Several contributing factors can contribute when a business experiences a consistent downturn in revenue or just plateaus with limited growth. For example, a global pandemic, new competition, loss of significant customers, weak management, turnover of key employees, or marketing off-target might be the reason. These can all have a bearing on the growth and sustainability of a small business.
A typical approach might be for an owner to think that proper planning, execution of important plan elements, and seeking to minimize the effects of any possible external threats should lessen the downward cycle and/or create some measure of growth. When these measures don’t produce positive results, simply working longer hours and creating more stress are not the answers. If a business knows its products and services still benefit customers and solve their problems, perhaps it is time to reinvent the business.
One of Albert Einstein’s famous quotes is, “The definition of insanity is doing the same thing over and over again and expecting a different result.” How true this can be for a small business! When business is down or stagnant, perhaps the answer is to look for a different approach. Maybe, it’s product or service improvements or innovations, new marketing campaigns, or a change in pricing. The alternative to doing the same thing repeatedly is to take a creative approach to the business.
Thinking out of the box at times can produce a breakthrough change that creates new opportunities. It is this type of thinking that is needed to reinvent a business. Below are a few ideas to consider.
Enhanced Online Presence – Traditional, established businesses can certainly get stuck in the past. At the same time, competitors gain traction with a ubiquitous online presence and use of e-commerce to the fullest extent possible. The global pandemic has caused most individuals to isolate themselves to a certain degree and forced businesses, whether business-to-consumer or business-to-business, to operate differently than in the past. Part of the new operating normal is for every business to seek expanded opportunities through the Internet.
Operational Change – One only has to look at practically any business during the current pandemic to see operational changes. Although most companies have been forced to make small to moderate changes, other companies have transformed their operations. Many of these changes and transformations will make these businesses more profitable and stronger for the future. These changes ranging from large global companies to local companies can be used as examples for any business where change is inevitable and beneficial.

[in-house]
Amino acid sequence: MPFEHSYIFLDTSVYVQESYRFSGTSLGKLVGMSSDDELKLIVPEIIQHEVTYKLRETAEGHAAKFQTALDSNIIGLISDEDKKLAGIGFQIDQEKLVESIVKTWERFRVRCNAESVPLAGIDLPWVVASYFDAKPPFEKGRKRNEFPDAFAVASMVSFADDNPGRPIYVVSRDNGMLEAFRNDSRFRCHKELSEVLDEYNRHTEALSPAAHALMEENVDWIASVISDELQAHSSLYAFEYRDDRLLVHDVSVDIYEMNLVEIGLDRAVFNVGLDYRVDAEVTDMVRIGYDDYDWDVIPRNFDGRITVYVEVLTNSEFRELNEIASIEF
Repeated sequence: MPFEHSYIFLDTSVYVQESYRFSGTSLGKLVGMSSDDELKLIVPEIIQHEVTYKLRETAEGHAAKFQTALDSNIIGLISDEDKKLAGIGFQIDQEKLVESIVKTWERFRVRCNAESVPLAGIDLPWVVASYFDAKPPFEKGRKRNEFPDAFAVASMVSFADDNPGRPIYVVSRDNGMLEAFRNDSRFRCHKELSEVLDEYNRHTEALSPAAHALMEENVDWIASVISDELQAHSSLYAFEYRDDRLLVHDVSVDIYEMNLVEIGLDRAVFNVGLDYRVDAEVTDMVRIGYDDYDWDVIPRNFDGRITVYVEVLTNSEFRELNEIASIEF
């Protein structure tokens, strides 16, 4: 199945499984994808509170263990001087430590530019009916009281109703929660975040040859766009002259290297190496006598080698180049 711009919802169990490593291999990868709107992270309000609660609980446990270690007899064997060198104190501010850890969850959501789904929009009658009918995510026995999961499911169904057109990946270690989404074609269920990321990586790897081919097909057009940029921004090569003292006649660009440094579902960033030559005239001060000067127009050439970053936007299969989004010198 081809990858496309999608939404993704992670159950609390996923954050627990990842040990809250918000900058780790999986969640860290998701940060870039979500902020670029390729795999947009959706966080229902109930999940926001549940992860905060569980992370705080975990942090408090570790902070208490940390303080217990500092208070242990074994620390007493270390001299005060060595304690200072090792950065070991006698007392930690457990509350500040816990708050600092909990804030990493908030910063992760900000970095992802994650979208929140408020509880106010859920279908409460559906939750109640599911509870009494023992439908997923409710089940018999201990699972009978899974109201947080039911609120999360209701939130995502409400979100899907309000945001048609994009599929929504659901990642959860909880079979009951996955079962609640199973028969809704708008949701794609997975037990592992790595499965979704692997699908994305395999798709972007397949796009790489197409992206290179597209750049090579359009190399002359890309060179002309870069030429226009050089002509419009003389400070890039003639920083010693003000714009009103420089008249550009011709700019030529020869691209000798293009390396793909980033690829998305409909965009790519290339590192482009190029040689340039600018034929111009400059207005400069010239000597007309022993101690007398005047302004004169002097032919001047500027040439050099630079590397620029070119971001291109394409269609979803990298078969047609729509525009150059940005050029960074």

Pricing – Businesses can get in a rut with exact pricing for all products and services. Pricing, however, does not have to remain static. There can be discount pricing for sales, of course, but there can also be discount pricing for quantity purchases, second item purchases, off-hour or off-day sales. There can be premium pricing for extended warranties and services, add-on products and services, or personalized services on the flip side. While business operations do not have to remain the same, pricing can and should vary also. Creative thinking in this area can add to sales revenue.
Underserved Markets – It’s easier said than done. Still, great opportunities await a small business that can find an underserved market, discover the needs of that market, and then determine how it can best satisfy the needs of that particular market. A small business can maintain its core target market while, at the same time, based on internal strengths and resources, expand into other markets, creating a unique market niche.
Name and Signage Change – Yes, a name and signage change might be in order. Does the business’s name and signage allow customers to know what products and services the company provides? Maybe loyal customers know, but what about new customers? Does the business sell computer software or medical supplies? Perhaps, a new name, signage, and accompanying tagline would make it easier for prospective customers to understand precisely what the business sells.
Rather than simply keeping up with the competition, a small business can develop its own unique market and branding. If a company continues doing what it has done in the past, it will probably continue to get the same results – or even less. Be innovative, be ready for change, try something different and keep trying until something new works better than the old. The future of a business might be “reinvention.”